Table 1 List of mouse models in the dataset

Gene expression heterogeneity in mouse models

Using unsupervised hierarchical clustering, we examined mouse mammary tumorsinitiated by various oncogenes. Unsupervised hierarchical clustering generated fourmajor clusters (Figure 1A). We observed remarkablevariability in gene expression profiles, including within model heterogeneity. Forexample, Myc initiated tumors span each of the major clusters in the dendrogram. Incontrast, some models show uniformity in gene expression from tumor to tumor,including Ras initiated tumors that ordered into a single cluster. Interestingly,there was significant interrelatedness between tumor models initiated with differentoncogenes. Annotations for individual tumors revealed that similarities in tumorhistology correlated with relationships in gene expression profiles. For example,MMTV-Myc, MMTV-Met and a subset of 7,12-dimethylbenz[a]anthracene (DMBA) inducedtumors of the adenosquamous histology shared gene expression profiles. These datareveal mouse models with various levels of heterogeneity and illustrate some of thetumor phenotypes that drive relationships between different mouse models.

Figure 1
figure1

Analysis of relationships between mouse mammary tumor models. (A) Theunsupervised hierarchical clustering analysis of gene expression data for mousemammary tumors, cell types and normal mammary gland is shown. The dendrogramacross the top illustrates relationships between samples and is color-coded toitemize the four main clusters. Below the dendrogram, black bars label samplesfrom each corresponding model on the same line. Gene expression values areillustrated with the heatmap, according to the scale shown. The verticaldendrogram beside the heatmap illustrates genes with similar patterns ofexpression across the samples in the dataset. (B) The pie chartillustrates the gene ontologies of the genes that are significantly(q = 0, fdr = 0) over-expressed as identified by SAM inthe blue cluster of tumors compared to tumors in other clusters. (C) Thegene set enrichment plot comparing tumors from cluster 4 (black) to tumors inthe other clusters shows significant enrichment for high expression of a geneset that defines mesenchymal breast cancer (P = .004).SAM, significance analysis of microarrays.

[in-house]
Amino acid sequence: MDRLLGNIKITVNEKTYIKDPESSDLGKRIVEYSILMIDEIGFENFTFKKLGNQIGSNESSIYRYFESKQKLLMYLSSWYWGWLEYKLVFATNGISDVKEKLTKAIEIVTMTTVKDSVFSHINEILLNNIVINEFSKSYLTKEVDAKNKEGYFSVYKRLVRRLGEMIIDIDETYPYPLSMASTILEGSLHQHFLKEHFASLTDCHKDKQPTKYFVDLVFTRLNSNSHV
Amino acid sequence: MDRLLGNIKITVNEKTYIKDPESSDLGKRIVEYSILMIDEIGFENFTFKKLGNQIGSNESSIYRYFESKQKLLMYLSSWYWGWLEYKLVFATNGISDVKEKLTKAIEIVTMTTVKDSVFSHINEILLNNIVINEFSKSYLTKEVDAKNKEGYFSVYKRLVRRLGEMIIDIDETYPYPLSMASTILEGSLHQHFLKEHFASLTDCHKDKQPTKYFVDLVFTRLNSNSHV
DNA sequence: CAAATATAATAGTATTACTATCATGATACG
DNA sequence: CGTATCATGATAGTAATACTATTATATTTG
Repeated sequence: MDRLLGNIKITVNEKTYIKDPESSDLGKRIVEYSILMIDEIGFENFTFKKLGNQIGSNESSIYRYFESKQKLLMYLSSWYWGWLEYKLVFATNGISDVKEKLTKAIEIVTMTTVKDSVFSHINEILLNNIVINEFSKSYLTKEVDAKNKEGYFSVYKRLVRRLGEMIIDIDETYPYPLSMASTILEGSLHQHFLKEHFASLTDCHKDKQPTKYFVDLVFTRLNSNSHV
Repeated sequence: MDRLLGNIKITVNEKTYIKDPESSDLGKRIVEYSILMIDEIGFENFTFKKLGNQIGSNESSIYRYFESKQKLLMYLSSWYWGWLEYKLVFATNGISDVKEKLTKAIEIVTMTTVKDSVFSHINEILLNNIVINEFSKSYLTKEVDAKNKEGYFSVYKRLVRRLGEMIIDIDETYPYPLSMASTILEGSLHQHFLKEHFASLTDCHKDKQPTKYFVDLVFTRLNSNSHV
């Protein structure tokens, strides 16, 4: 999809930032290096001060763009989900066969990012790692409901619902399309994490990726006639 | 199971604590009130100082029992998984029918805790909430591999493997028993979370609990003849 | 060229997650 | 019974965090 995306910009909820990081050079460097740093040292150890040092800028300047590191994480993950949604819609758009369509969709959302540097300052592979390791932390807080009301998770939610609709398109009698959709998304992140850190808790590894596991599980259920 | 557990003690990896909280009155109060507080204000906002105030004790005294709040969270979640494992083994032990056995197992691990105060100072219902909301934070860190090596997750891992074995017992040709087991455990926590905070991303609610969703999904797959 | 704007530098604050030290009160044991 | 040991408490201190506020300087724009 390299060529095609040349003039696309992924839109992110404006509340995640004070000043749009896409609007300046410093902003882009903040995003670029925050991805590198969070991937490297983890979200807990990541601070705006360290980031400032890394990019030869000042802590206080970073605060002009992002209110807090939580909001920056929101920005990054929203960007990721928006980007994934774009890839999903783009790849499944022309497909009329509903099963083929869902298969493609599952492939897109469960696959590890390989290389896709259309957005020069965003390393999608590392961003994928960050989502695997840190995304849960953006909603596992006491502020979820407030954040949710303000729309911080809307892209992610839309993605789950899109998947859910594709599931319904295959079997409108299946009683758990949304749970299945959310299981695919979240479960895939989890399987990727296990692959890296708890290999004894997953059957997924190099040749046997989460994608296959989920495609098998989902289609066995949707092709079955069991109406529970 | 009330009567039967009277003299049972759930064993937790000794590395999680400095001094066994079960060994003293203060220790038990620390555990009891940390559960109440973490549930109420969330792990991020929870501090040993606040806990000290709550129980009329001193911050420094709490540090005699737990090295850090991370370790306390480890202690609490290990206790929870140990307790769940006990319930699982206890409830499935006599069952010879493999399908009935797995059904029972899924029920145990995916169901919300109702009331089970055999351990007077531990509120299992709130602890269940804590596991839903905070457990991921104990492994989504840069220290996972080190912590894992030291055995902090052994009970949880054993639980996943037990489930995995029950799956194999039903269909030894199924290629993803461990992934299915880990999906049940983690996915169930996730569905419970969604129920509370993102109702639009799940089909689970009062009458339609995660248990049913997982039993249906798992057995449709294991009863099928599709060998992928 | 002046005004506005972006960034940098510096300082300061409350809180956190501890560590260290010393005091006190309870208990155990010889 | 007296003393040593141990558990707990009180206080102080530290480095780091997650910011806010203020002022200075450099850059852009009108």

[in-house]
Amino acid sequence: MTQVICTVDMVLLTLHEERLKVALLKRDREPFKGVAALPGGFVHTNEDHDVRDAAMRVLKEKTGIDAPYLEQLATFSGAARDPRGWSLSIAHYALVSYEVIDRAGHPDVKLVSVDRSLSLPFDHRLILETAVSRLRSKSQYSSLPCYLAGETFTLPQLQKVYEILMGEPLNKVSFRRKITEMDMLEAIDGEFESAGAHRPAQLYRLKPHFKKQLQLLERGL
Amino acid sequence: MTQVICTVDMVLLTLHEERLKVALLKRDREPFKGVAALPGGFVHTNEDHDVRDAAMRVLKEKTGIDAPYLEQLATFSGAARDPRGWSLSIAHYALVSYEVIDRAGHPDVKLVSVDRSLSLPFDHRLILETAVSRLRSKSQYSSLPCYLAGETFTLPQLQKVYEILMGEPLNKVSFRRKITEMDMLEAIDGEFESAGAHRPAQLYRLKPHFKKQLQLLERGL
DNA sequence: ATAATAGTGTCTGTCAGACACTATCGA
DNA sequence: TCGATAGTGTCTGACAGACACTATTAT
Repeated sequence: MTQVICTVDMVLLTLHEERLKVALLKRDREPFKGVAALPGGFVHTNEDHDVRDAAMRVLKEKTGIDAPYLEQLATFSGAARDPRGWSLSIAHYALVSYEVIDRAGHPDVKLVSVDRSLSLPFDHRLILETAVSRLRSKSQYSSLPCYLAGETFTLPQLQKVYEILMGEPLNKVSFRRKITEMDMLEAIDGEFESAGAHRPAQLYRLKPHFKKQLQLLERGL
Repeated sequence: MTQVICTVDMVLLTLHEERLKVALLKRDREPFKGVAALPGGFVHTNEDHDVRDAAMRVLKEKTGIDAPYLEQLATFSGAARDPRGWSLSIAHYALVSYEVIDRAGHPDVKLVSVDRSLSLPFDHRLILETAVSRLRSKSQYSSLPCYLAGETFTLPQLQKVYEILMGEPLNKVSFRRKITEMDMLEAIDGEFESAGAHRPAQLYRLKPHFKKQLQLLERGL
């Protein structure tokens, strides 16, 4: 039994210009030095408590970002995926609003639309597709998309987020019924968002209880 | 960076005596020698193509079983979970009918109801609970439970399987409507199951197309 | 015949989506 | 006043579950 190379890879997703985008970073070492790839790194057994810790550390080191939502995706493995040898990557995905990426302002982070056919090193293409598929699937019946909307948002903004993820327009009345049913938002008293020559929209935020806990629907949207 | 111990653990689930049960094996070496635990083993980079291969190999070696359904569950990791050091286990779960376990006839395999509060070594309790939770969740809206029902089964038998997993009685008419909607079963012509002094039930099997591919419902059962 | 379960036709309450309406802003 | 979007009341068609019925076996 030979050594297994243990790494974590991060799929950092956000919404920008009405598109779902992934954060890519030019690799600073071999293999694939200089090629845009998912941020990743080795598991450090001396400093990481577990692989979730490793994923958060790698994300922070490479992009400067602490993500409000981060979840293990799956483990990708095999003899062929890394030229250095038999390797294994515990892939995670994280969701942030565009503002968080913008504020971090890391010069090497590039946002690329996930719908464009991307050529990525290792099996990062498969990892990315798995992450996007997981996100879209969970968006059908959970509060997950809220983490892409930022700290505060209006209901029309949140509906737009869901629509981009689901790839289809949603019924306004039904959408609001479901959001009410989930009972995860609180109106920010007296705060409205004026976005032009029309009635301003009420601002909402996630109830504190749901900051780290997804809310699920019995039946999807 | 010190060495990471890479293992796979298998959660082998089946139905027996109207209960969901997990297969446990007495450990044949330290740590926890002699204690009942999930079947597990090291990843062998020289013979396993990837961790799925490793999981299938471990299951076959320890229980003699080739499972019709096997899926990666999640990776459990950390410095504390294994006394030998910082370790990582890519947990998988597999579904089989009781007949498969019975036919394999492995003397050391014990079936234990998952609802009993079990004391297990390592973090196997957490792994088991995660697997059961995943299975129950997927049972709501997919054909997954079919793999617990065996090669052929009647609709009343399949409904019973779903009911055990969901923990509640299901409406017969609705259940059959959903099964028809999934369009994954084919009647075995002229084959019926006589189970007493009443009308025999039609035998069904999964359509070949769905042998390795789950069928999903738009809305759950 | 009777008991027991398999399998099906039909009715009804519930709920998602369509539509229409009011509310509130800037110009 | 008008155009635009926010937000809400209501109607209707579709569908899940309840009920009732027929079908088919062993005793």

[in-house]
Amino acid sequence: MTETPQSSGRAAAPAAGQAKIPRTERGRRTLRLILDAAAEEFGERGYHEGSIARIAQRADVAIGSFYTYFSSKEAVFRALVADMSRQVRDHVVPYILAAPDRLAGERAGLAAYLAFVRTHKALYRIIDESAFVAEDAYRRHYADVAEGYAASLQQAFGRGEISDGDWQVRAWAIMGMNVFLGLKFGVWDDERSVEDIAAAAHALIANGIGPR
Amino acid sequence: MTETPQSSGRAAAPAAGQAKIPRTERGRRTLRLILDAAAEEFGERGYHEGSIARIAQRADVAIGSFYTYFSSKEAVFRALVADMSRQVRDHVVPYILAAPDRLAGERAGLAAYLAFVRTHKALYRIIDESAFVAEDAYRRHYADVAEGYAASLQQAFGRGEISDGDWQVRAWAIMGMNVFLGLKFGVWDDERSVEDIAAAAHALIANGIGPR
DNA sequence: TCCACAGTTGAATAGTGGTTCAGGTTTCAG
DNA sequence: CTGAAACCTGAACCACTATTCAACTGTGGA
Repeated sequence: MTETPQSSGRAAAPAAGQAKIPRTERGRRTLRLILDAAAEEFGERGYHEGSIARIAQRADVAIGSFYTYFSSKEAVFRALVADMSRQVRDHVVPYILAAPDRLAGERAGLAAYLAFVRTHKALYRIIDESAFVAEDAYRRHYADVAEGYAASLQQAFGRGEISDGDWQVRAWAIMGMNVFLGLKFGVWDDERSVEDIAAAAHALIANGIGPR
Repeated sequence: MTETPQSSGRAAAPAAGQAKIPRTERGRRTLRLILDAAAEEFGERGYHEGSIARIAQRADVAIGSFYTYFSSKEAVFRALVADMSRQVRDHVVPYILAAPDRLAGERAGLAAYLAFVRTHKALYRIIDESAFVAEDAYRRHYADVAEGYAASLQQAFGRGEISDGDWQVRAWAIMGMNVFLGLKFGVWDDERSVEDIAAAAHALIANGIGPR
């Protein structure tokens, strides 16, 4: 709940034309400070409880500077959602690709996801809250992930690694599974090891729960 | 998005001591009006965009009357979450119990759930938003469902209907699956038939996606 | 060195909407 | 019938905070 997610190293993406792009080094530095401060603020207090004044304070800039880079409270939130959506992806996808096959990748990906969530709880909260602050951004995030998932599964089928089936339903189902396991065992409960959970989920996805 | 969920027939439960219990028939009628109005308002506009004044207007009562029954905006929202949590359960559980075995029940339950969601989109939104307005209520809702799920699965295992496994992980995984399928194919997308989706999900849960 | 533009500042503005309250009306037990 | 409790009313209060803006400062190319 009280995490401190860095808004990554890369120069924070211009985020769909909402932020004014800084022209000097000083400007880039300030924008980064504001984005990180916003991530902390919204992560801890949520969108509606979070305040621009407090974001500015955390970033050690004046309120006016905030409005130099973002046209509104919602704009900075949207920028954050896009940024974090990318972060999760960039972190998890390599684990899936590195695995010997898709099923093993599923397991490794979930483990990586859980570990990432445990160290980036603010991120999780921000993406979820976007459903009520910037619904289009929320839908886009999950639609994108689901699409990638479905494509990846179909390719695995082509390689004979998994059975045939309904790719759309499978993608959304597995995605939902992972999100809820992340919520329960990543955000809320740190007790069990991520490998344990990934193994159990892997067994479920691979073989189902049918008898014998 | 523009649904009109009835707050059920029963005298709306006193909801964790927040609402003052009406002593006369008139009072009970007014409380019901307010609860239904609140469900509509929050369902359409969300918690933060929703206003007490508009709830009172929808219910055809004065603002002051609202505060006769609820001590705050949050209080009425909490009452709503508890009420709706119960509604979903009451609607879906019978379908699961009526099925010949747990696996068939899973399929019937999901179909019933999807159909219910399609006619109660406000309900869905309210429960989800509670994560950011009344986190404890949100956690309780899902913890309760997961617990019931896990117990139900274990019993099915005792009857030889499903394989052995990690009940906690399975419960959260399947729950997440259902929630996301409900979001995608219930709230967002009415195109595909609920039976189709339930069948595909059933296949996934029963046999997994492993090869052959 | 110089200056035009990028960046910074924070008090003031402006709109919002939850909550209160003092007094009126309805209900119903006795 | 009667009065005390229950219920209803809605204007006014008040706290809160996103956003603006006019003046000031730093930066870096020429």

To define the characteristics of each cluster, we used Significance Analysis ofMicroarrays (SAM) to identify differentially regulated genes that define tumorswithin each cluster (Additional file 6). We interrogatedgene lists for gene ontologies (Additional file 6). Forinstance, Figure 1B shows the gene ontologies for theupregulated genes in the blue cluster in Figure 1A.Ontological categories included genes involved in biological processes andmetabolism. To refine these results, tumors from each cluster were examined with GeneSet Enrichment Analysis (GSEA) (Additional file 7).Focusing on tumors in the black cluster, GSEA showed enrichment for gene setsseparating mesenchymal cells from luminal cells (Figure 1C, Additional file 8A), including low expressionof Zeb1 target genes (Additional file 8B). Gene lists thatdefine mammary stem cells demonstrated that this cluster also had a gene expressionprofile enriched for mammary stem cell-like features (Additional file 8C,D). In agreement, the majority of epithelial to mesenchymaltransition (EMT) like tumors were observed in the black cluster (Figure 1A, Additional file 9). GSEA alsodemonstrated that tumors from the other clusters had gene expression profilesconsistent with luminal cells (Additional file 10). Forexample, tumors within the blue cluster correlated with gene signatures for luminalprogenitor cells and the orange cluster had similarities in gene expression to matureluminal cells. Together, these results define the characteristics of the tumorscontained in the major clusters.

Fold change analysis

Given that unique initiating events in the tumor models should cause characteristicresponses associated with the tumor initiating event, we used SAM to identify genessignificantly altered within each model compared to all other models (Additional file2). Fold change differences were also calculated betweenthe tumors within a model and normal mammary glands in the corresponding geneticbackground (Additional file 3). As an example, wedetermined fold change gene expression differences for Neu initiated tumors(Figure 2A). Collectively, SAM analysis provided acollection of genes that are differentially expressed in each model.

Figure 2
figure2